Friday, May 16, 2014

The old and the young reaching out to each other, through the Internet

     On Monday, a colleague sent me a link to this touching video of senior citizens outside of Chicago helping Brazilian students learn to speak English. On Tuesday I was there, at Windsor Park retirement community in Carol Stream, watching the residents interact with students in Sao Paolo. The reality fell far short of the slick on-line presentation, and I had to mesh what I saw in front of me with what the seniors had already experienced. I didn't want to go too easy; this all might be a Brazilian advertising agency semi-scam whose sole purpose was to promote the school. I didn't want to go too hard; the seniors seemed to be having fun, and this kind of interaction could —emphasize "could"—have the potential to become something significant someday.

     ‘How do you live effectively, and not just wait?” asked Ruth Bamford, sitting in the lobby of Windsor Park, a senior home in Carol Stream, posing a key challenge of growing old, but not mentioning the thing being waited on.
     At this moment Bamford, 86, a former dean of student programs at Wheaton College, is waiting to help students in Sao Paolo, Brazil, with their English, part of a new program,  Speaking Exchange, that has caught the Internet’s fickle attention because of a touching video produced for CNA, a chain of 580 English schools in Brazil, that has racked up nearly a million hits on YouTube.
     “My nephew called me this morning and said, ‘Aunt Ruth, you’re famous!’ ” she said.
     The video was shot in April.
     “We were invited to be interviewed by this young man who was making a video for this CNA project,” Bamford said.
     Watching the video, viewers get the impression that this program has been going on for a while and the seniors developed a warm relationship with the students. Actually, the video was shot the first time the six Windsor Park residents and the Brazilian students had spoken. “We just have done it once, and it took us two full days,” Bamford said. “It was really quite a process.”

     Julia, her student, 14, was “quite shy” Bamford said, “so we related on that level. We were both having a new experience.”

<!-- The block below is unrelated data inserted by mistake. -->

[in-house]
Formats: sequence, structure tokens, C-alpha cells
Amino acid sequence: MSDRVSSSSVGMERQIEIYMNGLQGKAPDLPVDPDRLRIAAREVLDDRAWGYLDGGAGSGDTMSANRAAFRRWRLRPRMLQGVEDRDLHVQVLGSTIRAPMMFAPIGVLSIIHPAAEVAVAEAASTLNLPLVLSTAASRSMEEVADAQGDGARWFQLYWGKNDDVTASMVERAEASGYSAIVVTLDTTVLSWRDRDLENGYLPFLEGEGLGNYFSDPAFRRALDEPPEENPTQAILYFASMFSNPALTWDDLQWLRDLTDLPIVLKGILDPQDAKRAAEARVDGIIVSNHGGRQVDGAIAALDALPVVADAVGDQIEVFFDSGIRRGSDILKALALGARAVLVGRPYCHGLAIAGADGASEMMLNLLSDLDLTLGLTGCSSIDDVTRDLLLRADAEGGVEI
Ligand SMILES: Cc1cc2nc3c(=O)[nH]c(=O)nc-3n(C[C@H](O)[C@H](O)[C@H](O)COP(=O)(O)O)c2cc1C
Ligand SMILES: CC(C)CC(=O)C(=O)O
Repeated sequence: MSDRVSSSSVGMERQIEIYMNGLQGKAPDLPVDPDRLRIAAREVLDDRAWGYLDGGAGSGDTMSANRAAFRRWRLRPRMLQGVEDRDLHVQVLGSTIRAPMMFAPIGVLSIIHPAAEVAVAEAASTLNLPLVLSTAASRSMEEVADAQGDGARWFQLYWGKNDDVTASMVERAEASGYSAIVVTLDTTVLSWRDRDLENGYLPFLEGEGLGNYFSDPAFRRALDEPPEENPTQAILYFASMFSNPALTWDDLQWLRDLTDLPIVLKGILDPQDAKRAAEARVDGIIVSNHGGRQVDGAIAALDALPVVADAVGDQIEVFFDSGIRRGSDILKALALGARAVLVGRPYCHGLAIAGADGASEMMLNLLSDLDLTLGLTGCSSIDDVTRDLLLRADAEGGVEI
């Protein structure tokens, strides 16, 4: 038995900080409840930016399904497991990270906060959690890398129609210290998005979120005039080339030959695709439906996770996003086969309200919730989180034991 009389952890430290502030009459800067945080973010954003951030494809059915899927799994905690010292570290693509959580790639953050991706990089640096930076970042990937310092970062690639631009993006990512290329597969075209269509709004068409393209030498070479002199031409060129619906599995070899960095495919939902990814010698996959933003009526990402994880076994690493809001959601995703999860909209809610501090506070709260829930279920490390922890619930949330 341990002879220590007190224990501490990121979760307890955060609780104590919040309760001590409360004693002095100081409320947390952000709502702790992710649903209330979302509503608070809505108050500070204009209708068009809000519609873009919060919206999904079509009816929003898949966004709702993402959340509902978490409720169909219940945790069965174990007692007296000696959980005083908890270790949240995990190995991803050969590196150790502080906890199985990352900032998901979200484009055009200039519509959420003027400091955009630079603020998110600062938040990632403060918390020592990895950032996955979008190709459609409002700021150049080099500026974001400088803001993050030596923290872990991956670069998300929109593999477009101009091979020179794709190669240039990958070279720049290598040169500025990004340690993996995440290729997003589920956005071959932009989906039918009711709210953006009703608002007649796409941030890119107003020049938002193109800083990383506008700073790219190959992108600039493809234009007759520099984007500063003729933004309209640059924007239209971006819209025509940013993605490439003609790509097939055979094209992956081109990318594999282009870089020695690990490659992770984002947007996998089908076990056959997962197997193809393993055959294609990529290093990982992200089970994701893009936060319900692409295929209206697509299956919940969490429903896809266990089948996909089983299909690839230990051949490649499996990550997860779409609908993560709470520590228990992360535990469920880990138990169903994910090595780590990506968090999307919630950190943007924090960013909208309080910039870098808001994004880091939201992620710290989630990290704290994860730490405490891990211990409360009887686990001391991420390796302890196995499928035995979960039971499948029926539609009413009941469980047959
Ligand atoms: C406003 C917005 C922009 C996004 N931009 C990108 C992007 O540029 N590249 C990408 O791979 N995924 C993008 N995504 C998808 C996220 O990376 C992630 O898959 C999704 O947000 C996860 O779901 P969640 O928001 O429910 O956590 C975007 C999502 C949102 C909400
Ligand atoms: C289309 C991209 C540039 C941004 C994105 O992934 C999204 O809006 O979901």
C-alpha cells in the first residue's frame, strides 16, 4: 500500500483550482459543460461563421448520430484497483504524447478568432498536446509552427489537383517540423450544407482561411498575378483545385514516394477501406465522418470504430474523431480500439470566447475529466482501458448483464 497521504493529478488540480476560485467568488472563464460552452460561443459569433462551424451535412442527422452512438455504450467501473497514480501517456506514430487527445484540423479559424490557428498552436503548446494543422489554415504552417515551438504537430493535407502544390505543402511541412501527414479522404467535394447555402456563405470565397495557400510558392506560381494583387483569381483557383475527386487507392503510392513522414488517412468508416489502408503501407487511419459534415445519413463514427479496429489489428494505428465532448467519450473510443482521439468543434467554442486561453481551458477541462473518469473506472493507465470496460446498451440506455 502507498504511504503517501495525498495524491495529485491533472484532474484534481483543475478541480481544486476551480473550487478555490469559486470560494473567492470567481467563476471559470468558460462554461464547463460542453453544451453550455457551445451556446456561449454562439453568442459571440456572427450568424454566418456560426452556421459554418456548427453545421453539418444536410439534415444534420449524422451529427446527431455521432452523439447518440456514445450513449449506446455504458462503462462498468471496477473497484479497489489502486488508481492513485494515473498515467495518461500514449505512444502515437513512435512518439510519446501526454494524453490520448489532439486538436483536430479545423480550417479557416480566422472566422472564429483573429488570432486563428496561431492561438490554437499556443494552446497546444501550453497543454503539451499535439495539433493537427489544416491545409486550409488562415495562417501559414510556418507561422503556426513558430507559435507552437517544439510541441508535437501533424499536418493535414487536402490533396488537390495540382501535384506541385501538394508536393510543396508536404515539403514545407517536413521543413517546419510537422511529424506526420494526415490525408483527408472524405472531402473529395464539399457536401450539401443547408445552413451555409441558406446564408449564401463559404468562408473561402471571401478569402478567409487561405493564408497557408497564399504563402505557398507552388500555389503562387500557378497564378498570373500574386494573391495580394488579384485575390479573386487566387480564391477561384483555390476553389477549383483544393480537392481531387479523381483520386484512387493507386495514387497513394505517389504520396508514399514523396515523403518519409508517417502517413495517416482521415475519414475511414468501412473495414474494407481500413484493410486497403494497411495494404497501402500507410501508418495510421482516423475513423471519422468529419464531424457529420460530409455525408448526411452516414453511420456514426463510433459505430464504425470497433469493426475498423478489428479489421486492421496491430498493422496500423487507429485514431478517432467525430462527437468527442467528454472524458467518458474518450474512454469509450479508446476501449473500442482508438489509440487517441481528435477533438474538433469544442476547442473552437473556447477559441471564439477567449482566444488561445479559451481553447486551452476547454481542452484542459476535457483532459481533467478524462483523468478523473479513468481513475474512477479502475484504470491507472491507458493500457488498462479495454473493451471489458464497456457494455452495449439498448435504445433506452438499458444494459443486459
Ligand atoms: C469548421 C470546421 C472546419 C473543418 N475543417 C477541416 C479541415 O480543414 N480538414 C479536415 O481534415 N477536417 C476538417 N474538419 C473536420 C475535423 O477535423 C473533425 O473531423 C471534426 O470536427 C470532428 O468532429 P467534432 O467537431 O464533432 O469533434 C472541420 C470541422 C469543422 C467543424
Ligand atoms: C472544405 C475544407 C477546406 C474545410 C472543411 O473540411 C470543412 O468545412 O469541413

I visited Windsor Park, a luxurious senior facility of 600 residents with a $125,000 entry fee, to watch the second session.
     Two HP laptops were set up in a small social room, with tables and a spread of pastries and soda. Two more computers were across the lobby in a small dining room.
     Marion Carbonari, 85, waited in front of a laptop. Finally, a telephone bell rang and, with an assist from Windsor Park Executive Director Karen Larson, the connection was made. A man wearing a headset appeared.
     "Hi, who are you?" Carbonari said, with precision. "What is your name?"
     "Pedro," he replied.
     "Hi Pedro, I'm Marion. How old are you?"
     "I'm 31."
     "Thirty-one? You're a little bit old for the class." Turned out he was the technician. There was a lot of that. Trouble hearing, slight dismay that the well-scrubbed teens of the first session were gone, replaced by men in their mid-20s with five-o'clock shadows. No matter. The seniors plunged gamely on with questions about life in Brazil and information about themselves.
     "I live in a city called Chicago," Carbonari said, when her actual student, named Vincent, 20, appeared. "It's so good to have someone to talk to in a different country."
     Across the room, Ann Galezio, 75, was laughing, her face close to the screen.
     "Is there a girl in your life?" she asked.
     Seeing the process unfold in real life was reminder that, as with TV commercials, videos online can be deceptive. In the video, all is warmth and heart-tugging music. The process I saw was more hectic and disordered. Some of the media coverage referred to the seniors as "lonely."
     "I saw that," Bamford said. "We're not lonely here. I don't think this community would be described as lonely. I wouldn't ever say that. This is a vibrant community with lots going on every day."
     That said, the program is just beginning, and given what the Internet is mostly used for - buying books and shoes, trading snark, posting photos of your lunch - the idea that young people with something to learn could be paired with seniors with something to teach is vastly appealing.
     "Residents, like all of us, want to be part of something," said Larson, noting that 80 residents have signed up for the weekly program. "This gives them something to be part of, to contribute. The world now leaves this group behind. It's hard to plug them in, and this is an easy way to plug them in. Technology is making it possible; the way technology works now it's so simple."
     Bamford plans to keep being a part of it.
     "There's something so beautiful and exciting," she said. "Even as I watched it myself today, to see this young lady and this old lady speaking together, a thousand miles away from each other, effectively communicating. . . . This is a loving community, and I think it showed. A lot of old people are very loving and tender and kind. I think that emotion showed there. Talking to someone so far away, that you do not know at all, that you've never been introduced to. That's kind of a phenomenon, I think."


  1. i dont know why english is that hard to learn(probably because there are a lot of different meanings for one word) but as a native english speaker it seems easy.

    ielts letter

  2.  I appreciate language learning experiences. The fact that i read so much, and so profoundly, demonstrates the high level of your English. 

    Good IELTS Band


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